The 1976 Tarasoff ruling has become a national standard of practice, leading to numerous other patient violence lawsuits. In these cases, psychiatrists are most likely to be found liable when recently released inpatients commit violent acts, particularly if the physician had reason to know the patient was dangerous and failed to take adequate precautions or appropriately assess the patient.4

Wider interpretations. Cases in several states have extended the Tarasoff ruling. In at least two cases, this standard has been applied when the patient threatened no specific victim before committing violence:

  • A New Jersey court (McIntosh v. Milano, 1979) found a psychiatrist liable for malpractice on grounds that a therapist has a duty to protect society, just as a doctor must protect society by reporting carriers of dangerous diseases.
  • A Nebraska court (Lipari v. Sears, Roebuck, and Co., 1980) held that physicians have a duty to protect—even if the specific identity of victims is unknown—so long as the physician should know that the patient presents an unreasonable risk of harm to others.2

Auto accidents. Tarasoff liability also has been extended to auto accidents. In Washington state (Petersen v. Washington, 1983), a psychiatrist was held liable for injuries to victims of an accident caused by a psychiatric patient. The court ruled that the psychiatrist had a duty to take reasonable precautions to protect any foreseeable persons from being endangered by the patient.

In a similar case in Wisconsin (Schuster and Schuster v. Altenberg, et al., 1988), the court ruled that damages could be awarded to anyone whose harm could have been prevented had the physician practiced according to professional standards.2

Other extensions include cases such as Naidu v. Laird, 1988, in which patient violence occurred more than 5 months after hospitalization.2 Vermont has extended the Tarasoff precedent to property destruction by psychiatric patients.10

Recommendation. Most states require a psychiatrist to protect against only specific threats to identifiable victims.10 To defend yourself against a Tarasoff-type suit, you must show that you:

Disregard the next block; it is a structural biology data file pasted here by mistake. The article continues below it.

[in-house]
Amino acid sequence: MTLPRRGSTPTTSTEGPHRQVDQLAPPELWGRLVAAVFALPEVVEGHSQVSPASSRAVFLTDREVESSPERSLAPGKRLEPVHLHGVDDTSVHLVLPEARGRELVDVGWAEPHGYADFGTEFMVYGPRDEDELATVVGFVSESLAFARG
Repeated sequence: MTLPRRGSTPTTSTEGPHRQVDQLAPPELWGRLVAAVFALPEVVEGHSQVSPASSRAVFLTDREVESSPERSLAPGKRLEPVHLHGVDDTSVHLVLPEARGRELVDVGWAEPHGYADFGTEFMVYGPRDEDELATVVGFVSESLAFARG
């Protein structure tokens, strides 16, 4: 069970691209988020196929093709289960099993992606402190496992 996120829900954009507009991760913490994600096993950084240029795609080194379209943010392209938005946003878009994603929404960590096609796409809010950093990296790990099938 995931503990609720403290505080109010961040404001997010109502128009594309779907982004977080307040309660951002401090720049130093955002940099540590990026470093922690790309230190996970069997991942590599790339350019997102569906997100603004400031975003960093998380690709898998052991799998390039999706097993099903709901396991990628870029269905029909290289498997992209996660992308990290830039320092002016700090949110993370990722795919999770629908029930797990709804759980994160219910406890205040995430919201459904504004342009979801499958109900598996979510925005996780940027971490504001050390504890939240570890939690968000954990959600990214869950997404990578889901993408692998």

• carefully assessed the patient’s risk for violence
  • provided appropriate care
  • and took appropriate precautions.

The most protective evidence is a medical record documenting that you thoroughly assessed a patient for risk of violence (Table).4,11

If you are unsure about how to manage a patient you believe may be dangerous to himself or others, consult with supervisors, peers, and legal advisors. Many states have Tarasoff-like statutes that specify the conditions that require action and the appropriate actions.

In states without specific statutes, options that generally satisfy Tarasoff requirements include hospitalizing the patient, notifying authorities, and/or warning the potential victim.10 As the Tarasoff case demonstrated, notifying authorities may not substitute for warning or hospitalizing.2


Patient suicide accounts for one-fifth of claims covered by the American Psychiatric Association (APA) insurance plan.

In court, key points of challenge to a physician’s judgment in a suicide case include the admission evaluation and any status changes. Thorough risk assessment includes carefully reviewing existing records, evaluating risk factors for suicide, and seeking advice from colleagues or supervisors when appropriate.4

Recommendation. Document for every inpatient admission, discharge, or status change that the patient’s risk for suicide was assessed. List risk factors, protective factors, and risk for self-harm.

Explicitly address in the patient’s chart any comments about suicidality (such as heard by nursing staff).9 Document your rationale for medical decisions and orders, consistently follow unit policies, and explain risks and benefits of hospitalization to patients and their families.

Before discharge, schedule appropriate follow-up and make reasonable efforts to ensure medication adherence.4


Sexual involvement with patients is indefensible and uncontestable in malpractice cases. Even so, up to 9% of male therapists and 3% of female therapists report in surveys that they have had sexual interaction with their patients.4

In 1985 the APA excluded sex with patients from its malpractice insurance coverage. Courts generally consider a treatment to be within the standard of care if a respectable minority of physicians consider it to be appropriate. Sex with patients is considered an absolute deviation from the standard of care, and no respectable minority of practitioners supports this practice. Because patients are substantially harmed, sex with patients is considered prima facie malpractice.12